You’ve likely heard the maxim commonly permeating bodybuilding forums, fitness circles and advice columns to “mix it up,” in regards to your workout. This phrase—also coined “muscle confusion”—is hotly debated year after year.
Some hold to the idea that your muscles adapt to specific workouts, and essentially get bored over time—minimizing gains and lengthening plateaus. Its adherents cleave to popular workout DVD programs to shape their bodies.
Others consider the idea of muscle confusion a gimmick, arguing that you can’t build specific muscles without consistent repetition, and that to effectively gain muscle, you have to vary the volume of weight you lift and your rest intervals.
Either way, we can all agree on one thing—that changing your routine from time to time keeps you going to the gym and from getting bored while you’re there.
One man who epitomizes this notion of making the mundane interesting is street artist OakOak. A self-proclaimed pen pusher, this urban sensation who’s wholly untrained in art and works fulltime in an office spends his downtime adding a little flavor to his surroundings.
Hailing from Saint-Étienne, France, OakOak’s comical, imaginative, irreverent and sometimes dark street work consists of painting basic graffiti and crafting site-specific designs on inner-city features throughout France and other places he visits.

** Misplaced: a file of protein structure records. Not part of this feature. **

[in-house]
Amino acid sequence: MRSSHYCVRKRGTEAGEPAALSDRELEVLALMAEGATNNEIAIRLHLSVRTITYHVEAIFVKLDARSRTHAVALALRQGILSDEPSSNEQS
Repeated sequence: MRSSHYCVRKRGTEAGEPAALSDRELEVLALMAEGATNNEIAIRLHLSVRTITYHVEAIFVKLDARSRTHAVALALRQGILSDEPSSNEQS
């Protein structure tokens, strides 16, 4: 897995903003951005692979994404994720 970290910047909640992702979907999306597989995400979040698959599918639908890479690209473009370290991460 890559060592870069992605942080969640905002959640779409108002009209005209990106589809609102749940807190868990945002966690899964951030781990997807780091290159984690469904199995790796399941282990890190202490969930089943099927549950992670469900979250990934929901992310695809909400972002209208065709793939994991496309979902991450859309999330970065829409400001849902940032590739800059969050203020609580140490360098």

He often uses broken or rundown inanimate objects to create playful pieces of humanized art and to beautify the city’s urban decay. “What I like about street art is that you can find somewhere to draw anywhere and it is a surprise for the people who find it,” he says. “Any wall can be a canvas.”*
His main influences are football, comic books, video games and his hometown. “I like this city, her atmosphere,” OakOak says of Saint-Étienne, “and I wanted it to look nicer. It was an industrial city with many coal mines; now it’s in regeneration and still quite poor. But it’s easily traveled by foot with awkward aspects ideal for art. I saw shapes everywhere, and wanted to realize them.”† And realize them, he did.
So when thinking about ways to make your workouts less stagnant, you can google a flood of articles boasting titles like “12 Ways to Add Variety to a Stale Off-Season Workout,” and find ample instruction on how to “mix it up.” Or you can take a page from OakOak’s book, and do your own thing.
All images credited to OakOak. See more of his work here.
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